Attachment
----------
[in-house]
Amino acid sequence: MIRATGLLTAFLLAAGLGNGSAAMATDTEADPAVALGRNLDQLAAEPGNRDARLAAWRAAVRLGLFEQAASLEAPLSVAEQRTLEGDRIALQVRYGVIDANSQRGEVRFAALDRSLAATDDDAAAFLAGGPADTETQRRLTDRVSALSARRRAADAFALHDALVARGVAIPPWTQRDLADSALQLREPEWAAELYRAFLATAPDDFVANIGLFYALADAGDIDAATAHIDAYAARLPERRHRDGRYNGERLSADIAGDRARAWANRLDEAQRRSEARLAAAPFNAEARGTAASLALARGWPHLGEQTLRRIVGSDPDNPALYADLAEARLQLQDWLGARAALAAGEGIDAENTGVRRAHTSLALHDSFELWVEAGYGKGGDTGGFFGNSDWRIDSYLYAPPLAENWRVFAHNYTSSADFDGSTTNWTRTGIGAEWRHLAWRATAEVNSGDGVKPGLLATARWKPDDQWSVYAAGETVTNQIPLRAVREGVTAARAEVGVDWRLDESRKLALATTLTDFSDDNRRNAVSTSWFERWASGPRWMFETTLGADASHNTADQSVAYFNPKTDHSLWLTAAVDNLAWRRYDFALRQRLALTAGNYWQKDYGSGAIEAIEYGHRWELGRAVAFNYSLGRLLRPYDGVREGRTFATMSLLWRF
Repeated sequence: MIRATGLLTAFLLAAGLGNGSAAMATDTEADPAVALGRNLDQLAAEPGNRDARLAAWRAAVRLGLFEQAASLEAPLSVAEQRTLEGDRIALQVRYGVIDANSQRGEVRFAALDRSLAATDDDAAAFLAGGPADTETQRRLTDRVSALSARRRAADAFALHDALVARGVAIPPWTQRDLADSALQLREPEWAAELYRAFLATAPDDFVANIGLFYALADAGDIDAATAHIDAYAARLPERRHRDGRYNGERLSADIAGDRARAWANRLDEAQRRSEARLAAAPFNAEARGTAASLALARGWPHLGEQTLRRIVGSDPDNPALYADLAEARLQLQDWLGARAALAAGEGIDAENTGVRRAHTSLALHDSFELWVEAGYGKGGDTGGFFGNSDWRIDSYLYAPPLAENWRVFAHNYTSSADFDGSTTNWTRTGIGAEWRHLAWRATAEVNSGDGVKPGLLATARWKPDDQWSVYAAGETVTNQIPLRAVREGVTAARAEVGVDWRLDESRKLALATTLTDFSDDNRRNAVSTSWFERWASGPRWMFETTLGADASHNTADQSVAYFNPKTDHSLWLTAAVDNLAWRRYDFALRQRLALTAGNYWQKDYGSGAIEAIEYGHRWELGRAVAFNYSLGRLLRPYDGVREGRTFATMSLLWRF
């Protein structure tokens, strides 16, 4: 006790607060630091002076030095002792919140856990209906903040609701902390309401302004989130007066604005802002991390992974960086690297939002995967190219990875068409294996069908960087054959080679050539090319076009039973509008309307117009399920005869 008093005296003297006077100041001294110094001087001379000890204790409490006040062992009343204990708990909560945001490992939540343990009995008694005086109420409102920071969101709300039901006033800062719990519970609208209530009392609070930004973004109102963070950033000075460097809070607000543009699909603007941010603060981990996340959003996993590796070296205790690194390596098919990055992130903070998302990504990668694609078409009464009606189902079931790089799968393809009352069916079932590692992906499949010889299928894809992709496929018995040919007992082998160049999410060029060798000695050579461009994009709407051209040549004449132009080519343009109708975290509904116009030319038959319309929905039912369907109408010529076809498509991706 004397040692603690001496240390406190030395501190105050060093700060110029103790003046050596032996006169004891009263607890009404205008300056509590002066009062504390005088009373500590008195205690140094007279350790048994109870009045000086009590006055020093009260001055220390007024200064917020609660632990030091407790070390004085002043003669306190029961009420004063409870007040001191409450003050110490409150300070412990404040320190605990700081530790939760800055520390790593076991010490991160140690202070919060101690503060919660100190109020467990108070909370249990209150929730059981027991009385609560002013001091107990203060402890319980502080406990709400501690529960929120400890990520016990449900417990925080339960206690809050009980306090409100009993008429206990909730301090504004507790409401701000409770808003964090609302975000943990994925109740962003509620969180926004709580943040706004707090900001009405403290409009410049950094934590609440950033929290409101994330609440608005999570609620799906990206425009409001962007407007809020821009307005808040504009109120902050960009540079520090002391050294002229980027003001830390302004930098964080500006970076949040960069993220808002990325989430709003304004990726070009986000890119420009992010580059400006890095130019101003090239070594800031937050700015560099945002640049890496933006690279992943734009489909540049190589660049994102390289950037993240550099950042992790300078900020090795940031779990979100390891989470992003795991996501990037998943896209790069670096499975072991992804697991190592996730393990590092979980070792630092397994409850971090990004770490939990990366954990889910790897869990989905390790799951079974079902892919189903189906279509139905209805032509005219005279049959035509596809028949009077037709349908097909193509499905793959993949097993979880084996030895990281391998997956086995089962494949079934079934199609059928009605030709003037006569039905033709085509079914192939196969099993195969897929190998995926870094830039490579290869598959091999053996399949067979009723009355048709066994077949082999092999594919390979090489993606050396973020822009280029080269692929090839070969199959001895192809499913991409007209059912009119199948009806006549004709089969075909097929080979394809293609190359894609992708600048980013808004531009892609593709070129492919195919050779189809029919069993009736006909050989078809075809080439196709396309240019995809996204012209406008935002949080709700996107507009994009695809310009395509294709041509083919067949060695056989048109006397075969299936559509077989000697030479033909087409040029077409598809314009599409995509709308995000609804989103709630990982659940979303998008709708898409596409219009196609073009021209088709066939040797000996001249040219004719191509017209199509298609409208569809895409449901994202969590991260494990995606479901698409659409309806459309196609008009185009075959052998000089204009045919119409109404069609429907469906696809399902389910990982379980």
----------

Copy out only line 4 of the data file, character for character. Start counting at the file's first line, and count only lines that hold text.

């Protein structure tokens, strides 16, 4: 006790607060630091002076030095002792919140856990209906903040609701902390309401302004989130007066604005802002991390992974960086690297939002995967190219990875068409294996069908960087054959080679050539090319076009039973509008309307117009399920005869 008093005296003297006077100041001294110094001087001379000890204790409490006040062992009343204990708990909560945001490992939540343990009995008694005086109420409102920071969101709300039901006033800062719990519970609208209530009392609070930004973004109102963070950033000075460097809070607000543009699909603007941010603060981990996340959003996993590796070296205790690194390596098919990055992130903070998302990504990668694609078409009464009606189902079931790089799968393809009352069916079932590692992906499949010889299928894809992709496929018995040919007992082998160049999410060029060798000695050579461009994009709407051209040549004449132009080519343009109708975290509904116009030319038959319309929905039912369907109408010529076809498509991706 004397040692603690001496240390406190030395501190105050060093700060110029103790003046050596032996006169004891009263607890009404205008300056509590002066009062504390005088009373500590008195205690140094007279350790048994109870009045000086009590006055020093009260001055220390007024200064917020609660632990030091407790070390004085002043003669306190029961009420004063409870007040001191409450003050110490409150300070412990404040320190605990700081530790939760800055520390790593076991010490991160140690202070919060101690503060919660100190109020467990108070909370249990209150929730059981027991009385609560002013001091107990203060402890319980502080406990709400501690529960929120400890990520016990449900417990925080339960206690809050009980306090409100009993008429206990909730301090504004507790409401701000409770808003964090609302975000943990994925109740962003509620969180926004709580943040706004707090900001009405403290409009410049950094934590609440950033929290409101994330609440608005999570609620799906990206425009409001962007407007809020821009307005808040504009109120902050960009540079520090002391050294002229980027003001830390302004930098964080500006970076949040960069993220808002990325989430709003304004990726070009986000890119420009992010580059400006890095130019101003090239070594800031937050700015560099945002640049890496933006690279992943734009489909540049190589660049994102390289950037993240550099950042992790300078900020090795940031779990979100390891989470992003795991996501990037998943896209790069670096499975072991992804697991190592996730393990590092979980070792630092397994409850971090990004770490939990990366954990889910790897869990989905390790799951079974079902892919189903189906279509139905209805032509005219005279049959035509596809028949009077037709349908097909193509499905793959993949097993979880084996030895990281391998997956086995089962494949079934079934199609059928009605030709003037006569039905033709085509079914192939196969099993195969897929190998995926870094830039490579290869598959091999053996399949067979009723009355048709066994077949082999092999594919390979090489993606050396973020822009280029080269692929090839070969199959001895192809499913991409007209059912009119199948009806006549004709089969075909097929080979394809293609190359894609992708600048980013808004531009892609593709070129492919195919050779189809029919069993009736006909050989078809075809080439196709396309240019995809996204012209406008935002949080709700996107507009994009695809310009395509294709041509083919067949060695056989048109006397075969299936559509077989000697030479033909087409040029077409598809314009599409995509709308995000609804989103709630990982659940979303998008709708898409596409219009196609073009021209088709066939040797000996001249040219004719191509017209199509298609409208569809895409449901994202969590991260494990995606479901698409659409309806459309196609008009185009075959052998000089204009045919119409109404069609429907469906696809399902389910990982379980």